Milpar produced the M5s, M6s, and M7s, and then sold off their machinery and remaining parts inventory to a commercial surplus company. A reliable source told me that it was Century Arms and some of their advertisements from the 1980s seem to verify this. This company used up the parts in making a hodgepodge of knives and bayonets. For some time they apparently produced standard bayonets, lacking only the DAS mark.

As they ran short of some parts they made their own or combined them to make "fantasy" items. One of the most common is the M5 "Knife" which used a M5 guard minus the stud, and new grips made without the opening for the latch. These were sometimes sold in M8A1 scabbards, and at times in a leather scabbard marked M5. These have been represented recently as PX sale knives from the Vietnam era, but I feel that they are all commercial production from the 1970s and 80s.

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Guard markings on M5s manufactured by J&D Tool and Columbus Milpar. 
Click on thumbnail to view full size photo.

 

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M5 commercial knife as made from leftover Milpar stock and new grips. Note the long sloped backcut typical of many aftermarket bayonet blades.
Click on thumbnail to view full size photo.

There are a few M5 bayonets made in other countries, mostly Korea. These seem mostly to have actually made for the Korean armed forces rather than for sale, although they now appear regularly on the surplus market. I show two representative specimens from my reference collection, but there are other marking variations to be found. Most seem to carry the designation of K-M5A1 and another mark or letters, which may indicate the maker or the using service.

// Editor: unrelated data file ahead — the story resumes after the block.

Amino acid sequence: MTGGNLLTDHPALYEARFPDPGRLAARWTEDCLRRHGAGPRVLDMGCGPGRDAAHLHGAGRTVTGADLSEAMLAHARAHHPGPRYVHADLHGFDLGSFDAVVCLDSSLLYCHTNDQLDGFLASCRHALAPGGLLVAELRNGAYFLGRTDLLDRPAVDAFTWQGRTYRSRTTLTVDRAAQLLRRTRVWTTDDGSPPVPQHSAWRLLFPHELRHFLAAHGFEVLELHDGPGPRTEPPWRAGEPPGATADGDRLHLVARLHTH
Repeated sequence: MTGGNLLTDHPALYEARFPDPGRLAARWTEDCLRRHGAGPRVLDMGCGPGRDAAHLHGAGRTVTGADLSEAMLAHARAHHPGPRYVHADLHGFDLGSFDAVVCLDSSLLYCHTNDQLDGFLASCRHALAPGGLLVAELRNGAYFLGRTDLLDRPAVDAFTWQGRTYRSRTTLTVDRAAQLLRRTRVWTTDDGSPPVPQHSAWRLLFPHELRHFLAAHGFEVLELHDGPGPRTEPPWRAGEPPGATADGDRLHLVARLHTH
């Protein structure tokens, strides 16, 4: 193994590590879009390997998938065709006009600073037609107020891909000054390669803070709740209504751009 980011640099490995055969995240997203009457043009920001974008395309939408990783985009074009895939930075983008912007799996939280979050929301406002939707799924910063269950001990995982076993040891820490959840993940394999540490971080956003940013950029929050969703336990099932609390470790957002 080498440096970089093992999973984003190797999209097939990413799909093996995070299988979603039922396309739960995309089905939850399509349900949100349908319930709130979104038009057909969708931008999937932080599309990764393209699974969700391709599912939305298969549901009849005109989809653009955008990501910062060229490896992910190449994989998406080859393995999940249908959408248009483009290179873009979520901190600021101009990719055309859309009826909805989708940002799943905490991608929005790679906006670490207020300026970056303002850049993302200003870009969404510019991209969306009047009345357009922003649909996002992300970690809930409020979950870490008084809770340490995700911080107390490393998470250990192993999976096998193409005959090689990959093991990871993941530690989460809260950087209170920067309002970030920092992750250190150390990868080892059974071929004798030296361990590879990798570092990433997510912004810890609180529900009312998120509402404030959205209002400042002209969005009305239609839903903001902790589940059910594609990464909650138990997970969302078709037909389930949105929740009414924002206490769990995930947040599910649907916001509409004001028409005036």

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Two Korean made M5A1 bayonets. 
Click on thumbnail to view full size photo.

 

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Typical markings found on Korean made M5A1 bayonets. 
Click on thumbnail to view full size photo.

The next bayonet is an M5 manufactured for Kiffe of New York in Japan. These were possibly made for sale to the military of some Central American or Caribbean nation, as Kiffe did quite a bit of business in that area. It is also possible that it was sold out of his store as a commercial item. It is basically a standard M5, reasonably well made and with a slightly heavier and stronger blade than the Kiffe/Japan M4 bayonet that is much more common.

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M5 bayonet made by a Japanese maker for Kiffe of New York City. 
Click on thumbnail to view full size photo.

As with most of the US bayonets from the M4 to the M7, the German firm of Carl Eickhorn has made versions both for the military forces of other nations and for commercial sale. The engraved marking on the blade indicates use by the Haitian military. Note the odd colored blade typical of much of the older Eickhorn production. M6 bayonets can also be found with Haitian marks similar to this. Phillips head screws are used in the grips and the pommel and internal parts are of a different design than that used by the US contractors. Although the tang has a hole for the US style U shaped retaining bar, this bayonet has small welds on each side of the guard to hold it into position against the blade shoulder.

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M5 bayonet made by Eickhorn for Haiti. Guard marking is US M5A1. 
Click on thumbnail to view full size photo.

E-mail me at bayonetman@suddenlink.net